Enterprise Security in a mobile-first world does not stop at the device

Mobile technology has come incredibly far over the past few years, from smartphones and tablet computers being a luxury to becoming an essential tool for the enterprise, fundamentally changing how we do business. This transformation provided the backdrop for Gigaom’s recent Webinar Evolving Enterprise Security for the Mobile-First World.
As we discussed, mobile security has lagged behind the way we now use such devices, which have moved significantly beyond email to offering a wide range of complex functions. At least until now, as considerable strides have been made to secure the data and services that can now be delivered.
But security does not stop at the device. Speaking to Sam Phillips, Samsung USA’s Chief Information Security Officer and VP of Samsung Business Services for Enterprise Security, it became clear that while the features now available provide a robust foundation for mobile security, they should not be treated in isolation.
We are working in a mobile-first world. Many organisations see mobile technologies as a source of innovation, of new business models and growth. Quite rightly so, as they hold a great deal of promise for both externally facing and operational tasks, for suppliers and customers, for support engineers and warehouse managers.
The theme ‘security as a business enabler’ has evolved from its past, internally-facing beginnings. Where good security once reduced risk, enabling better business by freeing sales representatives or supporting home workers, today security has become an essential part of the trust all stakeholders place in an organisation.
In the platform economy, where a company is perceived through the services it offers online and via mobile, trust becomes a most important asset.  Lose this trust and you lose business, as many organisations have found out to their cost.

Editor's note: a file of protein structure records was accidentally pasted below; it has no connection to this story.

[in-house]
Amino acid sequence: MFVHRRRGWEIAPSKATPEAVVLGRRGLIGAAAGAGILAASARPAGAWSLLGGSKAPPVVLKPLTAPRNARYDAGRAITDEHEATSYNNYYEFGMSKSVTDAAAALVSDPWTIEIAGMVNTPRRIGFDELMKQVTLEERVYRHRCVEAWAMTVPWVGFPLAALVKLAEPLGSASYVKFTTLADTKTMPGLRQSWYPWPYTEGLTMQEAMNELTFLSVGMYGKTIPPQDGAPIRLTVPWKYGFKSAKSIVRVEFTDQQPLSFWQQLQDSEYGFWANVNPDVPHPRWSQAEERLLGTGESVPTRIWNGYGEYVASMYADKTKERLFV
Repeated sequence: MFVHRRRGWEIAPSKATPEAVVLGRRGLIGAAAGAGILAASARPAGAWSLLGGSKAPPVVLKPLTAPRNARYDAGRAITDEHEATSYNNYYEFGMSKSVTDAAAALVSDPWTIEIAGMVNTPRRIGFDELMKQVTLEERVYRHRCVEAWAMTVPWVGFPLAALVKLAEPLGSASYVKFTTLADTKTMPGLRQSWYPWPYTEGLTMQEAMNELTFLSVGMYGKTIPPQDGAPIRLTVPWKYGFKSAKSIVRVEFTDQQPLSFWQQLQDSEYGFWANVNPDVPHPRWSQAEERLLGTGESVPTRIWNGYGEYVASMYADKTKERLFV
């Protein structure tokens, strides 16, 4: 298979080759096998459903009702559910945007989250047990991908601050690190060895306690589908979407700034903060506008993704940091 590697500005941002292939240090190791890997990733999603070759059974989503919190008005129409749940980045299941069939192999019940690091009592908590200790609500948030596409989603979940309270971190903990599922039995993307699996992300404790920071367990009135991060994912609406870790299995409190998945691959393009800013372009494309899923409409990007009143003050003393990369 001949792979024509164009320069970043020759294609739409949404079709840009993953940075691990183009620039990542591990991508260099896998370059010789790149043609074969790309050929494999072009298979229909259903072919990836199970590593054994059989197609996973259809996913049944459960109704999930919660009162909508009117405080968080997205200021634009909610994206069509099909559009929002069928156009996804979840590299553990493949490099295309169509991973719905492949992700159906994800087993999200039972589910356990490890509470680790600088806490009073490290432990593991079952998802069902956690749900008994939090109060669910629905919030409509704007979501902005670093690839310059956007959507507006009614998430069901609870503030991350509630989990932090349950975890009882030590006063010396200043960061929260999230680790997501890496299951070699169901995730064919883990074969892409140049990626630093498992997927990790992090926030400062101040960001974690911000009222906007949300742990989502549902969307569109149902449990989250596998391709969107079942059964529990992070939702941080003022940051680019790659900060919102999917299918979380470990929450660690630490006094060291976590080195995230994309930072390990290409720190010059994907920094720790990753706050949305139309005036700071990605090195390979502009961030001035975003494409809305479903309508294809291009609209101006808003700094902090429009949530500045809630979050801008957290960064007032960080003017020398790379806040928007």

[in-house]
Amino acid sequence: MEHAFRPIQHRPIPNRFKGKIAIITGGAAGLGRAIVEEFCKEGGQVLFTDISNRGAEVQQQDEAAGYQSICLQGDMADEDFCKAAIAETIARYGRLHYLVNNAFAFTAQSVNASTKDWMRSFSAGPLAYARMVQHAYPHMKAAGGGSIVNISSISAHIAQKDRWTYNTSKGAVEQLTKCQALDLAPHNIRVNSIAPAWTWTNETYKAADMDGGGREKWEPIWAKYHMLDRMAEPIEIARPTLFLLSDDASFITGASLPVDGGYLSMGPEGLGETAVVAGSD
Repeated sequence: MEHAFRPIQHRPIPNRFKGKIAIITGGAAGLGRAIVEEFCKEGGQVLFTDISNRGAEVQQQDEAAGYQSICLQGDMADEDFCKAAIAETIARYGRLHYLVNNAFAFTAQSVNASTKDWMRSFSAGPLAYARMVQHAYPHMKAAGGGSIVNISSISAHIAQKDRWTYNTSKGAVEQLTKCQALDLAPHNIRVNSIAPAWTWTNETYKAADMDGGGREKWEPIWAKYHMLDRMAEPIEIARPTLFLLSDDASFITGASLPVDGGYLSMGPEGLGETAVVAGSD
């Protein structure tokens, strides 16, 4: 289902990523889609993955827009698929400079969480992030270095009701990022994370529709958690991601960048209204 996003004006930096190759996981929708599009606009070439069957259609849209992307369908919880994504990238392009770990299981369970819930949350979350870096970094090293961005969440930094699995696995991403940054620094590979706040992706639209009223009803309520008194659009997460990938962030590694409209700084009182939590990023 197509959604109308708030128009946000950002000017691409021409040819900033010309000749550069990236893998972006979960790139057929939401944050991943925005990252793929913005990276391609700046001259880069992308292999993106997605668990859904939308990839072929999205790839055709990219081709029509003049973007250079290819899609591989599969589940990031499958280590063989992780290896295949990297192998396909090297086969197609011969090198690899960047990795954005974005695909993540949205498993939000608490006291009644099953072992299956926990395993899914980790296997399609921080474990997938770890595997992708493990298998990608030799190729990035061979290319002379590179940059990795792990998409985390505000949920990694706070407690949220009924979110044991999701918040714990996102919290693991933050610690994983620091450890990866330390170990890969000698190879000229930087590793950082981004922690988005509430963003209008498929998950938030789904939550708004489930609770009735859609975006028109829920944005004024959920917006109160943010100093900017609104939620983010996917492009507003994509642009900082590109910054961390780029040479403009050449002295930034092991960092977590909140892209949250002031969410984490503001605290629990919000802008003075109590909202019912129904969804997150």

As a result, we discussed, mobile security becomes both a strategic business imperative and tangible opportunity. This is recognised across the business, but adoption can sometimes happen without the basics being in place. “Business adoption of Mobile has gotten ahead of CISOs and the CIOs they work with,” says Sam.
The mobile security mechanisms now available on devices, coupled with the services available from a variety of partners, enable mobile services to be locked down or opened up, depending on data to be transferred and apps to be installed.
While this gives organisations the flexibility to create secure mobile solutions to fit their own needs, it emphasises a key element of any mobile strategy. “Businesses need to decide what they really want to do with mobile,” explains Sam. With no one-size-fits-all, so organisations first need to understand what the data and apps are to achieve.
This means more than aligning mobile strategy with business strategy. In reality, mobile becomes a fundamental element of the business models required in today’s increasingly digital world, and therefore needs to be treated as such.
Understanding this, and getting the basics right in terms of securing the mobile assets of the business, implementing a secure development life cycle for apps and so on, ensures mobile can become a powerful platform for business model innovation and enterprise transformation. The alternative means building a castle on sand.
It remains to be seen how far mobile will go in the next five years, but it will only become a more embedded element of our business and personal lives. As it moves from an extension of the enterprise to an intrinsic part, getting the right pieces in place now will stand a firm in good stead for the future.